Thicker Than Blood

 

This was where they had met, a cold winter night. It had been lying there with the others, another log in the stack. He had gotten it out, put it up on the chopping block. Grabbed his axe, lifted it high. The log spoke.

“What are you doing!?”

Gerald jumped back. Held his hand to the wall, catching his breath. The other hand tightened around the shaft. Was he going crazy?  Either that, or something fishy was going on.

“You… speak?” Gerald couldn’t believe what he saw and heard. “Logs don’t…”

“Yeah, I know. We don’t. But still, here we are talking, aren’t we?”

Gerald couldn’t argue with that.

They chatted for a while. The log told Gerald about his former life as a tree, and how he had ended up where he was. He asked a lot of questions, and seemed genuinely interested in Gerald’s life, his childhood, his marriage. Gerald told his story, and it felt good to finally have someone to really talk to again.

He took it in, cared for it. They became good friends, they were happy together. The log was a great pal, they had many laughs, so much fun.

His wife didn’t understand. She never saw the log speak, somehow it just kept quiet when she was around. She hated it.  She hated how her husband spent long afternoons in the sitting room talking to the stupid log. She hated the log.

The log was worried.

“She doesn’t like me, does she?” it would ask, looking out of the window. “I don’t see why? I never done anything to her.”

Gerald would try to make him feel better. “Maybe that’s the problem,” he would say. “She doesn’t even think you’re alive. Why don’t you speak to her?”

The log went silent.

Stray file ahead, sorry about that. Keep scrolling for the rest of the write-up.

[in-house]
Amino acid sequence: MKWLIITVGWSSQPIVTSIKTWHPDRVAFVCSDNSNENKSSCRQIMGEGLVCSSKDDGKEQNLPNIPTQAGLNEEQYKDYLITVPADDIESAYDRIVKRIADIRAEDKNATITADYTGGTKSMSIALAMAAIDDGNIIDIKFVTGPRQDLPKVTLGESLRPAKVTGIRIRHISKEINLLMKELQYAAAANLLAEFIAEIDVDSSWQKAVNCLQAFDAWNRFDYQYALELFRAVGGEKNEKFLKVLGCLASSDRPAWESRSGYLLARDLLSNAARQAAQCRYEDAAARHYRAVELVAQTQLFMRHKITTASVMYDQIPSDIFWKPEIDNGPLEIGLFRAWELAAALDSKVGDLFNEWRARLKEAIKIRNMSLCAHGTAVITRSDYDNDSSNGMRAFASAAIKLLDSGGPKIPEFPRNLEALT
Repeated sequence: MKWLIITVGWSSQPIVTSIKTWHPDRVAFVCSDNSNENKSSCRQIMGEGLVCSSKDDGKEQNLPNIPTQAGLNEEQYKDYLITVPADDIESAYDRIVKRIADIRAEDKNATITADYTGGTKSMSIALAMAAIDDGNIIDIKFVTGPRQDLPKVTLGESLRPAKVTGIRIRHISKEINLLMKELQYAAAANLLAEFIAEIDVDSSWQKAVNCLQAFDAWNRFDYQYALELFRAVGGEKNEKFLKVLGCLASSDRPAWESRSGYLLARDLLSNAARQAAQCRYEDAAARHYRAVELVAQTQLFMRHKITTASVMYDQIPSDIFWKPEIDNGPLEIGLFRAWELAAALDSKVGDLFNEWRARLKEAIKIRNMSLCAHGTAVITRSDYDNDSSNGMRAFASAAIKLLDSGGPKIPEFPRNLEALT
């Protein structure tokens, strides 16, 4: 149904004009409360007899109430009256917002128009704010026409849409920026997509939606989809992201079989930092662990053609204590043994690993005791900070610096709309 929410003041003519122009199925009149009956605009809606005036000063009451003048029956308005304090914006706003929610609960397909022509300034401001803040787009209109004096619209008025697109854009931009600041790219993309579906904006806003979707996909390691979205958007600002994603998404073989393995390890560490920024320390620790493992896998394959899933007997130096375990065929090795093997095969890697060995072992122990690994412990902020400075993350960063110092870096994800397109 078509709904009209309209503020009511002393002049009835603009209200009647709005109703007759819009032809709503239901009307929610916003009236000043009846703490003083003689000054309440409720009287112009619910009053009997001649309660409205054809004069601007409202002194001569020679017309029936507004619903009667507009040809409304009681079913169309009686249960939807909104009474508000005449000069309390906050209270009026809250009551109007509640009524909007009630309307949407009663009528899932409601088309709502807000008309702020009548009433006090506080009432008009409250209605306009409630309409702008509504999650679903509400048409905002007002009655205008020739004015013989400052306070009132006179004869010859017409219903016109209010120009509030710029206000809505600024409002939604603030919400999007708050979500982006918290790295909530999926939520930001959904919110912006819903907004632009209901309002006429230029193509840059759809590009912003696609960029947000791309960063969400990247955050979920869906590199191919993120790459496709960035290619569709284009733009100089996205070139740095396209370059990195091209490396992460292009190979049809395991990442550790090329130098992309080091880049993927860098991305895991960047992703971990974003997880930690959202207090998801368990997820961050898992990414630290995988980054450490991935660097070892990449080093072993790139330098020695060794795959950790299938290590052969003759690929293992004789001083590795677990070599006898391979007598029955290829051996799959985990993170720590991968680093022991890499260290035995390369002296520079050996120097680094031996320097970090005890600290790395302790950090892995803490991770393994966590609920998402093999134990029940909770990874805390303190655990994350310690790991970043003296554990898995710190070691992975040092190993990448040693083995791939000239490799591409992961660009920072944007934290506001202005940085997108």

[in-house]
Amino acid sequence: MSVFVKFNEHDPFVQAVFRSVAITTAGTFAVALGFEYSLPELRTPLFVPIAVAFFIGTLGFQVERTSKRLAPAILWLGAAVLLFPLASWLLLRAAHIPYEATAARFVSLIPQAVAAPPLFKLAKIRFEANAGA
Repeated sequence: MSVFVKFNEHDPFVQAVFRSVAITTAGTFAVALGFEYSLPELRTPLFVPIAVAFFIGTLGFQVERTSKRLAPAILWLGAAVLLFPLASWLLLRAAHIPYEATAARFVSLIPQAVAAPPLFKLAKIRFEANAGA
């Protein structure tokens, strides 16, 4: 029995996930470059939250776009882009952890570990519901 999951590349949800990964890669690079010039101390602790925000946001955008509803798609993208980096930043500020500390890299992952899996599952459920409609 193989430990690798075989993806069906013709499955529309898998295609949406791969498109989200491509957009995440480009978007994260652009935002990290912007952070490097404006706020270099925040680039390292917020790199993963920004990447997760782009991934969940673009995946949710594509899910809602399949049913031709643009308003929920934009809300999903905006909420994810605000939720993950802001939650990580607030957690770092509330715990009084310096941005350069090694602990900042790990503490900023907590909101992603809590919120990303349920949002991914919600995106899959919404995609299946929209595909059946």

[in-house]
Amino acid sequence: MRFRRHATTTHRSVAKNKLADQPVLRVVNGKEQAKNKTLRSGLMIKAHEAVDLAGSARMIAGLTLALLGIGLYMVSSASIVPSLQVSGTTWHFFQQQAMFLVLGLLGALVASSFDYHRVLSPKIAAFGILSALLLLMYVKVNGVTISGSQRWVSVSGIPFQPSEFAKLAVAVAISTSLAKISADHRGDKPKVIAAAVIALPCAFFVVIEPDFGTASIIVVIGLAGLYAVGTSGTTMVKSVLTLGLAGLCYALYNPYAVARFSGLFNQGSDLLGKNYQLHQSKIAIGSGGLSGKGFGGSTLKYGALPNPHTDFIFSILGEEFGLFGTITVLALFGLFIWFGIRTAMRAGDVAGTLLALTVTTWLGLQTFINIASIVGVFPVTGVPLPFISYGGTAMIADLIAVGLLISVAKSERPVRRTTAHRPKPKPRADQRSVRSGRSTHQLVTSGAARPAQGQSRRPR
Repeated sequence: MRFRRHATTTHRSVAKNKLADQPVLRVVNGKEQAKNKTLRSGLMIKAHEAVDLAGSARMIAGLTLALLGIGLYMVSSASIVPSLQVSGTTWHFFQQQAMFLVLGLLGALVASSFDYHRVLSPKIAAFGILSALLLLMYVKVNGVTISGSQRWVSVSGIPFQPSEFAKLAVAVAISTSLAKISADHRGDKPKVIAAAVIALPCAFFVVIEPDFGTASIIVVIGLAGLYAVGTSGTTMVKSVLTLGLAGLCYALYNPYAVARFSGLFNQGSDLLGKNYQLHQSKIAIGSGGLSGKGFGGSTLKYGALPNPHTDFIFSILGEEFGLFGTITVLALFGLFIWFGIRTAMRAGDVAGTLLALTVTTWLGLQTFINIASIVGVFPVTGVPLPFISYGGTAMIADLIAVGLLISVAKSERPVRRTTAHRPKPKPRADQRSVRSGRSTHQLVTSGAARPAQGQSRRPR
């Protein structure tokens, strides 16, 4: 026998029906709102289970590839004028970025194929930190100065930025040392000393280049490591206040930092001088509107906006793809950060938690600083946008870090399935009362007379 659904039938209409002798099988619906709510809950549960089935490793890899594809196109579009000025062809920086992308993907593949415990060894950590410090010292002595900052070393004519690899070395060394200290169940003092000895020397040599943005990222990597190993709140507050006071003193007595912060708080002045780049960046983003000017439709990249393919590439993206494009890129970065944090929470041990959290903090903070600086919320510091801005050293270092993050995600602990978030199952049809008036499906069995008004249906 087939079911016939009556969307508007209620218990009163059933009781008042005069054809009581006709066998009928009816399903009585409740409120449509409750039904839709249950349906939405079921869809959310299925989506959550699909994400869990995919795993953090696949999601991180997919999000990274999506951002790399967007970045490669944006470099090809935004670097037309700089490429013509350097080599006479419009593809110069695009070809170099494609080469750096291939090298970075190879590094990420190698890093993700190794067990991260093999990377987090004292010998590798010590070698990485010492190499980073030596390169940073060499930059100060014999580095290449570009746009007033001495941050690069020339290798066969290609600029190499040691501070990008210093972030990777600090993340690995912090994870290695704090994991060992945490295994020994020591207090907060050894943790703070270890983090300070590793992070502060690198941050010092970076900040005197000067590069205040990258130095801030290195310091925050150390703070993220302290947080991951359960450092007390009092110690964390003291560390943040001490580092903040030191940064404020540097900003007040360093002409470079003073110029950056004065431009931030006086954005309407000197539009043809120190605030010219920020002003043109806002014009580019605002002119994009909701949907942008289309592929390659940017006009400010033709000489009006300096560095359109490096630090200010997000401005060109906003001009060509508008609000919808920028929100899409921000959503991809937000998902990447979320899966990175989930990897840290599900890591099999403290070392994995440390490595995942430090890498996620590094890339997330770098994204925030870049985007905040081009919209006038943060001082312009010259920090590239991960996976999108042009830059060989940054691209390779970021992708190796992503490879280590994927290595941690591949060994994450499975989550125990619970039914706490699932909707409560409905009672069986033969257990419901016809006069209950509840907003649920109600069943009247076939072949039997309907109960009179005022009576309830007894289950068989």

Gerald spent more and more time with the log. Who would ever have guessed a log would have so much humour, be so smart? He knew things Gerald had never imagined.

He took the log on long walks. They went fishing together. It was driving his wife crazy.

One day she gave him an ultimatum.

“It’s either the log or me! Get rid of it! Chop it up and burn it, or I will!”

So here they were. He put the log on the chopping block, facing away. He couldn’t look it in the eyes.

“What are you doing, man? Why are we here?”

“I’m so sorry… I’m so sorry…” Gerald couldn’t hold the tears back.

“It’s her, isn’t it? She told you to do this! Can’t you see? She’s manipulating you!”

Gerald grabbed his axe with a shaking hand.

“You can’t do this, Gerald!” The log started crying, pleading for its life. “Please! I love you, man! Remember when we went to the cabin together? Remember how happy we were? Don’t do this, man! Gerald, please…”

Gerald lifted the axe. The log pressed its eyes together. The axe came down.

It opened its eyes. The axe was stuck to the block beside it.

“I knew you wouldn’t, man! I knew it!”

Gerald ripped the axe loose from the block, got a good grip around the handle.

It’s the log or me.

He walked out of the shed with determined steps. The choice was made.

 

18 Comments

  1. A talking log! I really liked that, and how it and Gerald became friends. Very good friends, based on Gerald’s actions at the end of the story. Similar to the “bros before hos” line, but not exactly. I can’t come up with a good rhyme for a new line “logs before ….” Guard dogs rhymes and kinda sorta fits, but also not exactly. Anyway, good story 🙂

    Liked by 1 person

Leave a Reply

Fill in your details below or click an icon to log in:

WordPress.com Logo

You are commenting using your WordPress.com account. Log Out /  Change )

Google photo

You are commenting using your Google account. Log Out /  Change )

Twitter picture

You are commenting using your Twitter account. Log Out /  Change )

Facebook photo

You are commenting using your Facebook account. Log Out /  Change )

Connecting to %s